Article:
Last month’s homebuilding numbers were a big letdown – what does that suggest about the larger economic climate?
Housing construction turned in a disappointing month in March, according to the latest analysis from the U.S. Census Bureau.
The numbers were not pretty: building permits were down 5.7 percent from February, hitting a six-month low; completions were down 3.9 percent monthly and 5.8 percent yearly; and housing starts, though up 2.0 percent monthly, performed far below economist expectations of 15.9 percent.
A Weak Month For New Construction
So what gives? Why would new construction have performed so much weaker than analysts had anticipated?
The answer, unsurprisingly, lies in the multifamily sector.
As we reported earlier this year, the multifamily share of new construction has risen from 17.2 percent of the market in Jan. 2002 to 35.1 percent of the market in Jan. 2015. The reasons for that shift are varied – how stagnating incomes, tighter lending standards and tarnished credit have all shifted consumers from buying to renting – but builders have responded accordingly to the new rental demand, and that has put the construction marketplace at the mercy of a volatile sector.
Take March’s numbers as a prime example: only multifamily permits on a year-over-year basis were positive, rising 2.1 percent; otherwise, the numbers were ugly, with permits falling 15.1 percent monthly, starts falling 1.7 percent yearly and 3.3 percent monthly, and completions falling 18 percent yearly and 10.6 percent monthly.
This is the second straight month of weak multifamily activity, and in both months, the overall marketplace sunk as a result.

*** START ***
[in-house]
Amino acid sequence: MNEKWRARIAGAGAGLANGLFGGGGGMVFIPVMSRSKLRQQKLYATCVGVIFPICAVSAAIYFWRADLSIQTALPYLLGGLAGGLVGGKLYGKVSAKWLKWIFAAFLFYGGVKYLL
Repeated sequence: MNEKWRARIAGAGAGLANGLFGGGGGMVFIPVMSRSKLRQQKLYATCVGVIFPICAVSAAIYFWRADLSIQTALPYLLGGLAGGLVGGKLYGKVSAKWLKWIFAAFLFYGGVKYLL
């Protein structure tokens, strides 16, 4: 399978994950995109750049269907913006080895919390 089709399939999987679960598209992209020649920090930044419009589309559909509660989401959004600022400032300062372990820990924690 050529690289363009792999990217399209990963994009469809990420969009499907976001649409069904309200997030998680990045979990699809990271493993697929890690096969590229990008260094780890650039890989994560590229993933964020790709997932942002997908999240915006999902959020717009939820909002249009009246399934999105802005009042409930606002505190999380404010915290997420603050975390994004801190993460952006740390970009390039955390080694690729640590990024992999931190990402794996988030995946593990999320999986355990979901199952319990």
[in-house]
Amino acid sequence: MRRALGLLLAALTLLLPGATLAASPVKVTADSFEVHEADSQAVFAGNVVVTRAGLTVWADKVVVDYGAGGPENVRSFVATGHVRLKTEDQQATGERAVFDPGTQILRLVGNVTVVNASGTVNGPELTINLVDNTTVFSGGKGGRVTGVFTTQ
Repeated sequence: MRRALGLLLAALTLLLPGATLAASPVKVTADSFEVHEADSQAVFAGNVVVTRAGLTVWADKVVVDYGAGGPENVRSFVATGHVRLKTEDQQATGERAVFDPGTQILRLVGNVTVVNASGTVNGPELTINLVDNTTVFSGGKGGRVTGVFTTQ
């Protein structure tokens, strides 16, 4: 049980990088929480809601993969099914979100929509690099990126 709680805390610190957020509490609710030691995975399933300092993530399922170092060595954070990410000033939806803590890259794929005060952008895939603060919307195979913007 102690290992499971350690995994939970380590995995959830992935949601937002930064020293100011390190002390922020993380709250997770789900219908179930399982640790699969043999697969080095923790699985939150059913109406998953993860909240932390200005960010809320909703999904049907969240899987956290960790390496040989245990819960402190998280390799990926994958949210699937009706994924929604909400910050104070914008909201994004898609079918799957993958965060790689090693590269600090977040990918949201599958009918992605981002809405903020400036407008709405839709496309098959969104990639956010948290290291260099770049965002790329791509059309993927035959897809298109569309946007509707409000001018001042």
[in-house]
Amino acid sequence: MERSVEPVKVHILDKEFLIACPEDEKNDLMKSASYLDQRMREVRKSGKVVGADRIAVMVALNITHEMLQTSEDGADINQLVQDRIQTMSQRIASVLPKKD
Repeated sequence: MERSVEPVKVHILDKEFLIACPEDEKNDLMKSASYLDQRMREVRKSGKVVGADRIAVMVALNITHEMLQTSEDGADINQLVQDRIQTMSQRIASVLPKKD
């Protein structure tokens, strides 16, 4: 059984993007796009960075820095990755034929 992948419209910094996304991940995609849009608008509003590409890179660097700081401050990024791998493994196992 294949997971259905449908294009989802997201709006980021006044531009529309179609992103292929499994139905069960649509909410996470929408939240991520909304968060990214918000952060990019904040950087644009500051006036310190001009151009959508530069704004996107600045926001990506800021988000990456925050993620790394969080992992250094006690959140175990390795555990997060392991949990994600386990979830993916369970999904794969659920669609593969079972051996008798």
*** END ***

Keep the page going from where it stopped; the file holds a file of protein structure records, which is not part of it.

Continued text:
Sign of the Times?
Beyond the multifamily sector, though, some analysts are suggesting that March’s weaker numbers hint at something far more insidious at play.
Lindsey M. Piegza, the chief economist for Sterne Agee, wrote that March’s construction activity is just one more piece of a “lackluster” housing puzzle.
“The housing market remains lackluster, with modest sales activity stunting robust building activity,” Piegza stated. “Despite modest improvement at the end of the quarter, starts remain below the one million-unit threshold. In yesterday’s Beige Book, industry contacts reported activity was improving in most areas with heightened optimism of a larger rebound in both sales and starts this spring. This morning’s report, however, does not reinforce such confidence.”
Daniel Silver, an economist at J.P. Morgan Chase, expressed similar opinions to The Wall Street Journal.
“The lack of significant bounce-back in the March data raises some questions about the underlying strength in the housing market,” he said, “since we believe the March data should have been mostly free from any negative weather impact.”
For some time now, we’ve been reporting on the numerous sources of economic stagnation, and how the uncertainty that such stagnation inspires will ultimately hamper housing’s recovery. Could such trends be influencing the new construction side of housing? It’s too soon to make any serious pronouncements, but it’s an angle we’ll be following closely in the coming months.